Home > Publications . Search All . Browse All . Country . Browse PSC Pubs . PSC Report Series

PSC In The News

RSS Feed icon

Sastry's 10-year study of New Orleans Katrina evacuees shows demographic differences between returning and nonreturning

Stafford says less educated, smaller investors more likely to sell off stock and lock in losses during market downturn

Chen says job fit, job happiness can be achieved over time

Highlights

Deirdre Bloome wins ASA award for work on racial inequality and intergenerational transmission

Bob Willis awarded 2015 Jacob Mincer Award for Lifetime Contributions to the Field of Labor Economics

David Lam is new director of Institute for Social Research

Elizabeth Bruch wins Robert Merton Prize for paper in analytic sociology

Next Brown Bag

Monday, Oct 12
Joe Grengs, Policy & Planning for Social Equity in Transportation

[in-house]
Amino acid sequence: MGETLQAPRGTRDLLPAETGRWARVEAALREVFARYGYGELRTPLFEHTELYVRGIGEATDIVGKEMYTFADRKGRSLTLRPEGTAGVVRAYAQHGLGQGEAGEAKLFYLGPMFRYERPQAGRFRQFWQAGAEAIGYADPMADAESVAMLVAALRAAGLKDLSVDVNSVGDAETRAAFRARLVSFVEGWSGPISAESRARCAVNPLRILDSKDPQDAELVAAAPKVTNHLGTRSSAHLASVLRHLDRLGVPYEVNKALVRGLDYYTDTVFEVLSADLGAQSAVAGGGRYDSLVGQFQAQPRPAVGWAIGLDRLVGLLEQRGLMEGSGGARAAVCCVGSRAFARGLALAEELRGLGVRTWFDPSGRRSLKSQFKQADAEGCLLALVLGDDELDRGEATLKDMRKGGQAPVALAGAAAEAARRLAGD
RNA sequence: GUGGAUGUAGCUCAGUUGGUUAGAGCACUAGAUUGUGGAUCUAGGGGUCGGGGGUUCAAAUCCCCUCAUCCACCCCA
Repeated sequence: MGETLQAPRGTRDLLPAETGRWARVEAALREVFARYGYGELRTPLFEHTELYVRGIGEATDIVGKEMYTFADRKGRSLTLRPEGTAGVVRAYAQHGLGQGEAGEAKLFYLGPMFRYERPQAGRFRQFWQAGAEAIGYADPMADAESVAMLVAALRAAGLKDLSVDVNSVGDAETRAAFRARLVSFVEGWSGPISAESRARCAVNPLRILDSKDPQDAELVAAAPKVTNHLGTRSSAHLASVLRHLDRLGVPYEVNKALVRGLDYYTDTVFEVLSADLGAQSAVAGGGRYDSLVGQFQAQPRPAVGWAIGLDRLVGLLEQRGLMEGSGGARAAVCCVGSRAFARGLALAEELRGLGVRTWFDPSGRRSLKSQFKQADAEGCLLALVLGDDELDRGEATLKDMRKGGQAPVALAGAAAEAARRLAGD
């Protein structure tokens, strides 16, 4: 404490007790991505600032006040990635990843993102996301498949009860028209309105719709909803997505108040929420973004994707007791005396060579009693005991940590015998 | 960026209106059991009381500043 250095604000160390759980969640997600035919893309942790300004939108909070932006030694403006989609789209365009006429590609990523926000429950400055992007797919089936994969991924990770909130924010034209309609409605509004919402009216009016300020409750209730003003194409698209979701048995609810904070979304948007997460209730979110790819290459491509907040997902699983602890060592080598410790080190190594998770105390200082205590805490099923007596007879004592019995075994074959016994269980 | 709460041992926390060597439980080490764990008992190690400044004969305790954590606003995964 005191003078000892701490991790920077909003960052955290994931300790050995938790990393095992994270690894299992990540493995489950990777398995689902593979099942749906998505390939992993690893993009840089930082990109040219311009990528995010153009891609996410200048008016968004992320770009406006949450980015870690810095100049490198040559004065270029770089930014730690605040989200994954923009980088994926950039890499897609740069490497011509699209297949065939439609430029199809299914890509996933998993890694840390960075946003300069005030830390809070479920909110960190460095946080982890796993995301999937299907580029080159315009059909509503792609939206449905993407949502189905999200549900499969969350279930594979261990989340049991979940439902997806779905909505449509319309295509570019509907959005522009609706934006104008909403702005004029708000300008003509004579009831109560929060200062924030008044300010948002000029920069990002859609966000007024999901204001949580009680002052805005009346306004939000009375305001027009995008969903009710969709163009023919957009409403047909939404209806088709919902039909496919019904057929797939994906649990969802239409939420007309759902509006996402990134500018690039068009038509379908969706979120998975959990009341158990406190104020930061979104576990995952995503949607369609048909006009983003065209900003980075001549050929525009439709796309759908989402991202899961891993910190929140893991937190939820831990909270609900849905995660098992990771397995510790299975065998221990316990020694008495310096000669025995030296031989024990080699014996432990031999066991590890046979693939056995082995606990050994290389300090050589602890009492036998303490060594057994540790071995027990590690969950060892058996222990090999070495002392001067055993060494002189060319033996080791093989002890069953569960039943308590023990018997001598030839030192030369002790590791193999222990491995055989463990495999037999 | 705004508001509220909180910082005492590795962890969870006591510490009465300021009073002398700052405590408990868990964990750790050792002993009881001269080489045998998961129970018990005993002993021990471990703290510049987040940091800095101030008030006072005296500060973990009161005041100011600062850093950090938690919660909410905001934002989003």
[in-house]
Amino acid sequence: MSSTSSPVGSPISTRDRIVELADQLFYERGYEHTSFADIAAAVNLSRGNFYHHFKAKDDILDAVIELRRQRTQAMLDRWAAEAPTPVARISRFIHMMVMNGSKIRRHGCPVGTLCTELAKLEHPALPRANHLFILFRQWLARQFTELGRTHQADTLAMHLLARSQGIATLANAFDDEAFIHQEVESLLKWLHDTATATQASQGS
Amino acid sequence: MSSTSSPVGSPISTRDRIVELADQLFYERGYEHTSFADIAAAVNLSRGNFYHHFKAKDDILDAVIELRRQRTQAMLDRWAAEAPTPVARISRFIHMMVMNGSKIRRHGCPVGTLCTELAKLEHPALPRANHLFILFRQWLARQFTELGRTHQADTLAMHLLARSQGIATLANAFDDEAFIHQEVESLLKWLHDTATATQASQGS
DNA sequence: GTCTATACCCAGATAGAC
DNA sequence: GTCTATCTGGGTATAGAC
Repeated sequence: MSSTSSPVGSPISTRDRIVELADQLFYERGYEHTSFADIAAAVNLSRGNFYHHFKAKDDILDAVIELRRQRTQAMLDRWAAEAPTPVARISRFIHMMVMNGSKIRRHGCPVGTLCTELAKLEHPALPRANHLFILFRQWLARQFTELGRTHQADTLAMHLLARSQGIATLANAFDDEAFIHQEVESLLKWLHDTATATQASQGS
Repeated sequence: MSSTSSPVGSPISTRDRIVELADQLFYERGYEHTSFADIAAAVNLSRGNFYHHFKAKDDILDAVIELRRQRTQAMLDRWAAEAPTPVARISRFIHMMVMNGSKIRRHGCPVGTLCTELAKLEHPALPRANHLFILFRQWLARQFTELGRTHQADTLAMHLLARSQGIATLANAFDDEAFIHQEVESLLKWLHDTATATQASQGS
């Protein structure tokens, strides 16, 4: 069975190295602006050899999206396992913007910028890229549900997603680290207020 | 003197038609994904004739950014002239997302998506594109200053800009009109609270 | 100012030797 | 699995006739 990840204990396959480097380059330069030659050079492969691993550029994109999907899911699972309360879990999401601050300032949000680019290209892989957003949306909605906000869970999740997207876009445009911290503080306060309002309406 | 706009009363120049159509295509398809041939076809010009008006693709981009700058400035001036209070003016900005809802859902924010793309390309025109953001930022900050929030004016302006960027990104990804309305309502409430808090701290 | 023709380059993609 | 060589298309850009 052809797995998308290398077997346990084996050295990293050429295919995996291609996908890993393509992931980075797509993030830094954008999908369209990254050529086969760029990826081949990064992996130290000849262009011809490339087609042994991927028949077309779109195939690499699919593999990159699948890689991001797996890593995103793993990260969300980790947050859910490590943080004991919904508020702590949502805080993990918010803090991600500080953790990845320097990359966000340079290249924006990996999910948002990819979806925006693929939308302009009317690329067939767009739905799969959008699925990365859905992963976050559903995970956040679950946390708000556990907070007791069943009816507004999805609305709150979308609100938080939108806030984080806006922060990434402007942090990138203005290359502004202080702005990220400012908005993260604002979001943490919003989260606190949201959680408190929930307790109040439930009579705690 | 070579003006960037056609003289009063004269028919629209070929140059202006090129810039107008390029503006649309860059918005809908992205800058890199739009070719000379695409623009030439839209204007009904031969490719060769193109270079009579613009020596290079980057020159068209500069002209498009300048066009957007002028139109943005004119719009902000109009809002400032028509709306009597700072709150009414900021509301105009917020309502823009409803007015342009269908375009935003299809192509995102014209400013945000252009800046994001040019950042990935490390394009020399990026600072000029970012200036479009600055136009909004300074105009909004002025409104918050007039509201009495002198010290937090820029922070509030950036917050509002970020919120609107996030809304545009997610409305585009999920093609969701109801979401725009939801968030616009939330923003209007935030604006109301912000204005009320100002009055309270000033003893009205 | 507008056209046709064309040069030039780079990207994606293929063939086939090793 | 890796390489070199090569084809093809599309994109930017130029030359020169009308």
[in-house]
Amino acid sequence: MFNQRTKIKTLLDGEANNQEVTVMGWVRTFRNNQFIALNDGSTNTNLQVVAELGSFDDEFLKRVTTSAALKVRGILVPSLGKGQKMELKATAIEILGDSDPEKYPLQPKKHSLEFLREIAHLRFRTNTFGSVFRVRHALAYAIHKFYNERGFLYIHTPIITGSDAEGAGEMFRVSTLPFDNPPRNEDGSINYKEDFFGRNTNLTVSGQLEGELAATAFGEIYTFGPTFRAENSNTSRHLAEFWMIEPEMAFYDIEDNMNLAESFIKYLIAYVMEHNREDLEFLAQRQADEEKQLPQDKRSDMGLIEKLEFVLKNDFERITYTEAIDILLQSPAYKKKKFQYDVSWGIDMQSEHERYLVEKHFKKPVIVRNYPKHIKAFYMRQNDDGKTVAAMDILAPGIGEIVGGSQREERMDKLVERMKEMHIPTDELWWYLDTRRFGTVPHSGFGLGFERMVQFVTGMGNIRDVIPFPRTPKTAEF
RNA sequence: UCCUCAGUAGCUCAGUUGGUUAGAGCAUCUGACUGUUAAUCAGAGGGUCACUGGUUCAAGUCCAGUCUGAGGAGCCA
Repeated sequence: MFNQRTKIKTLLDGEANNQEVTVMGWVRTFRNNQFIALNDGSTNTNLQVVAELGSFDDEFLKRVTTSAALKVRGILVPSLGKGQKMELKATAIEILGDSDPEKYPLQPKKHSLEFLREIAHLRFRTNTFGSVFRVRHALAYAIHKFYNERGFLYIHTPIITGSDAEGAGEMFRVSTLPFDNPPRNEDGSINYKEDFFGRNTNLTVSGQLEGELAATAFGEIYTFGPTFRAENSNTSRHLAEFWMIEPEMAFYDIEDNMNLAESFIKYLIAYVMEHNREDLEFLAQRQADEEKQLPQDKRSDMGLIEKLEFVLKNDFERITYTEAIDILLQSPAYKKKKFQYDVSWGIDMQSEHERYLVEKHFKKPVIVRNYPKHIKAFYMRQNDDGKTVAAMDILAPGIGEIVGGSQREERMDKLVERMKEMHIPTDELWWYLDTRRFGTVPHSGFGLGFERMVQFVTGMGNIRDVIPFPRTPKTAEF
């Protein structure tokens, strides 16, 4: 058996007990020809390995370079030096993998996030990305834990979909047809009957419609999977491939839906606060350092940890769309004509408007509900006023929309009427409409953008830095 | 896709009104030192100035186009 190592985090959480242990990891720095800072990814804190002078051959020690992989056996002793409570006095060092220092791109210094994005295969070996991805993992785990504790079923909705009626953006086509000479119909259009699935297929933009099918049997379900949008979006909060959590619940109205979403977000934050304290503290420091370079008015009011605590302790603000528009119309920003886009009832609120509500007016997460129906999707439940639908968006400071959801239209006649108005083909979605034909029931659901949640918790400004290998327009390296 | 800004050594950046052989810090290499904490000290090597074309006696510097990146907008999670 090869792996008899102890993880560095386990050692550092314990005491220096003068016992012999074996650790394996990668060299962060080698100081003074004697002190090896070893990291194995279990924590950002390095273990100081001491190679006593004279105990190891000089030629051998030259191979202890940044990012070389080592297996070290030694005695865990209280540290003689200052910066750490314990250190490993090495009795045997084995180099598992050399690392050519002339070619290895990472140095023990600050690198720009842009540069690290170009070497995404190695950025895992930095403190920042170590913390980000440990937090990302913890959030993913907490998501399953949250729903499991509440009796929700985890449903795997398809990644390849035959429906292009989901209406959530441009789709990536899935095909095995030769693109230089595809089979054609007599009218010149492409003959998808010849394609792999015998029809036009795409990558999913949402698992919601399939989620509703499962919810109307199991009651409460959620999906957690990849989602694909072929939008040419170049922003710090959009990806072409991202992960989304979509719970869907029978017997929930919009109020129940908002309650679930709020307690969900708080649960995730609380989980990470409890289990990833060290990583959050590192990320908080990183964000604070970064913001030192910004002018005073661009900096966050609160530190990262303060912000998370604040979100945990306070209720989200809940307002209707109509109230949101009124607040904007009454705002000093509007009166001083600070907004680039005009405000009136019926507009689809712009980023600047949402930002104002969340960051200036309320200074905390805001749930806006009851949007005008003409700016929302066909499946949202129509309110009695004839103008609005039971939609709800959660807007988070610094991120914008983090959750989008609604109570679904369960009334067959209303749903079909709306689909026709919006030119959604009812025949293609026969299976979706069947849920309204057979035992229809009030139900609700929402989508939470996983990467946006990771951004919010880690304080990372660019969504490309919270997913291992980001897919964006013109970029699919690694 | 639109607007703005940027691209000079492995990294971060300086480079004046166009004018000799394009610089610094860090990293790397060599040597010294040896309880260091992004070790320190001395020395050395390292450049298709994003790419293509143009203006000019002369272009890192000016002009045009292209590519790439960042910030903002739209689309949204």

Evaluating multi-treatment programs: theory and evidence from the US Job Training Partnership Act experiment

Publication Abstract

Plesca, M., and Jeffrey A. Smith. 2007. "Evaluating multi-treatment programs: theory and evidence from the US Job Training Partnership Act experiment." Empirical Economics, 32(2-3): 491-528.

This paper considers the evaluation of programs that offer multiple treatments to their participants. Our theoretical discussion outlines the tradeoffs associated with evaluating the program as a whole versus separately evaluating the various individual treatments. Our empirical analysis considers the value of disaggregating multi-treatment programs using data from the U.S. National Job Training Partnership Act Study. This study includes both experimental data, which serve as a benchmark, and non-experimental data. The JTPA experiment divides the program into three treatment "streams" centered on different services. Unlike previous work that analyzes the program as a whole, we analyze the streams separately. Despite our relatively small sample sizes, our findings illustrate the potential for valuable insights into program operation and impact to get lost when aggregating treatments. In addition, we show that many of the lessons drawn from analyzing JTPA as a single treatment carry over to the individual treatment streams.

DOI:10.1007/s00181-006-0095-0 (Full Text)

Browse | Search : All Pubs | Next